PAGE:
Pete Buttigieg dropped out of the Democratic primary on Sunday. It was the right time, and he did it for the right reasons. Earlier in the day, he and other Democratic candidates had traveled to Selma, Alabama, for the 55th anniversary of the "Bloody Sunday" crossing of the Edmund Pettus Bridge, one of the seminal events of the Civil Rights movement. We noticed how friendly Pete and Amy Klobuchar and Elizabeth Warren were all being, and wondered if something was up. We are, after all, at a certain point in the primary — it's time to winnow down, and it's time to get up and go if you don't have a path to the nomination. We have to keep our eye on the ball to beat Donald Trump in November, which is just eight months from now. Pete Buttigieg, the young whippersnapper mayor from South Bend, decided to recognize that and be the bigger person, to put the country before his ambitions, and go.

Tom Steyer technically did it first, but he never had anything remotely resembling a path. But for a minute there, it looked like Buttigieg might. He won the Iowa caucuses by the tiniest hair, and he came in a strong second in New Hampshire. For a moment, the delegate leader in the Democratic primary was a 38-year-old gay mayor who kissed his husband onstage. For millions of gay kids, and millions more gay adults who are still — as pretty much everybody is — the child they always were, cloaked in the veneer and trappings of maturity, that was a big deal, whether or not they were personally supporting Pete's candidacy. It mattered that he was there.

Mayor Pete's speech Sunday night was one of the most passionate he's ever delivered. He addressed the historic nature of his campaign, saying it "sent a message to every kid out there wondering if whatever marks them out as different means they are somehow destined to be less than." He noted that every kid like that out there has now seen a "leading American presidential candidate with his husband at his side."

A leading presidential candidate. And he was that.


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Next time an openly gay presidential candidate kisses their husband or wife onstage, it won't be so novel.

Pete kinda came out of nowhere. Last year, we joked that his candidacy was dead on arrival, remarking that we are never ever going to have a president whose last name is "Buttgiggles." (Pete himself disarmed the jokes about how nobody could say his name early and often, by being in on the joke, and by making T-shirts with phonetic pronunciations. The phonetic pronunciation became one of his rally chants.) But we wonder if part of our joking, deep down, from our 39-year-old gay male perspective, was grounded in the idea that a 38-year-old gay dude just wasn't going to be taken seriously as a presidential candidate.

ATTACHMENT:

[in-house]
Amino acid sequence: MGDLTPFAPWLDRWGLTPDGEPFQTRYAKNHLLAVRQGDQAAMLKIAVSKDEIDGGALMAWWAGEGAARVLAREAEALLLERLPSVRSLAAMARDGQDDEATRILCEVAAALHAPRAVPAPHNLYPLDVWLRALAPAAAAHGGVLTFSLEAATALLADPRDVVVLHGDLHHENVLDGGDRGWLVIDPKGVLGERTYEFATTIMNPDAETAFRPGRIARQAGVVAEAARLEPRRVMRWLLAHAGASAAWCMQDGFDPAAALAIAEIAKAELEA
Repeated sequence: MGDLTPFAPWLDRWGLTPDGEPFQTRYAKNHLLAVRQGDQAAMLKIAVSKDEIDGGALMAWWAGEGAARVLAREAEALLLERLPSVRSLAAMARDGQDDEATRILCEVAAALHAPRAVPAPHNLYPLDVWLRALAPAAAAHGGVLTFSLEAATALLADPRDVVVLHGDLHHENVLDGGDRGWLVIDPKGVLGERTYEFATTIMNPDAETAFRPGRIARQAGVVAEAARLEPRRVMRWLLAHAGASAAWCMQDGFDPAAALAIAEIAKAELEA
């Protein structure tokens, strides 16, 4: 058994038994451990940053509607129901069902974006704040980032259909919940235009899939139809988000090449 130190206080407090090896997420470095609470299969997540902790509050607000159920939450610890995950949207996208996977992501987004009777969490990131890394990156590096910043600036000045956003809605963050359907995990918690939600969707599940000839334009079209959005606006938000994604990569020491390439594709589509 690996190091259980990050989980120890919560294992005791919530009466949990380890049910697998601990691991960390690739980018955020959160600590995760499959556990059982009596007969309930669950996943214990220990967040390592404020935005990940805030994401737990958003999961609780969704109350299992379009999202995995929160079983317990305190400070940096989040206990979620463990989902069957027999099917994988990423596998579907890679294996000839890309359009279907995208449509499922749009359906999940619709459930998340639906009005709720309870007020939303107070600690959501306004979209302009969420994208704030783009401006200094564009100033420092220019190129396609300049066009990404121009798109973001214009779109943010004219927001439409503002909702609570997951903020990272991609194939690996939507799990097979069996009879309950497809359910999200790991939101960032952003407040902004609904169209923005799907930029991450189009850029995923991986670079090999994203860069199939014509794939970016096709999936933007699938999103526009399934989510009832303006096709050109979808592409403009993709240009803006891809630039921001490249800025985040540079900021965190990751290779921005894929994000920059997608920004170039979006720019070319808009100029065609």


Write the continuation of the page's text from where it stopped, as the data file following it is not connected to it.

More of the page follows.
If so, we were wrong about that. We are probably one day going to have a president named "Buttgiggles." It's just not going to be in 2020.

The interesting thing about the candidacy of Mayor Pete, a young gay dude married to another young gay dude, was how in some ways his gayness mattered, but in other ways it just didn't. There was the homophobia it brought out, but there was also the homophobia that never really materialized, that some of us were always waiting for. Some gay leftie types entertained themselves and nobody else with their online discussions of whether Pete is gay enough, because we guess it doesn't count unless he fellates his husband on the debate stage. He was too pure. He talked about his religion all the time like a common establishment patriarchy heteronormative person, ew yuck. Some gay lefty types are fucking insufferable.

Meanwhile, there was obviously homophobia from the right, but what was notable about that was how quaint it came across, just five years after the Supreme Court finally legalized marriage equality. Sure, Rush Limbaugh was out there rockin' a Viagra boner (allegedly!) as he talked about how Donald Trump would look like such a "Mister Man" next to Buttigieg. Pretty much every American man who doesn't have severe, barely concealed masculinity issues knows that Pete, a very smart veteran who's quick on his feet and really to be honest kinda vicious when it comes to delivering retorts, would have disposed handily of Trump on the debate stage.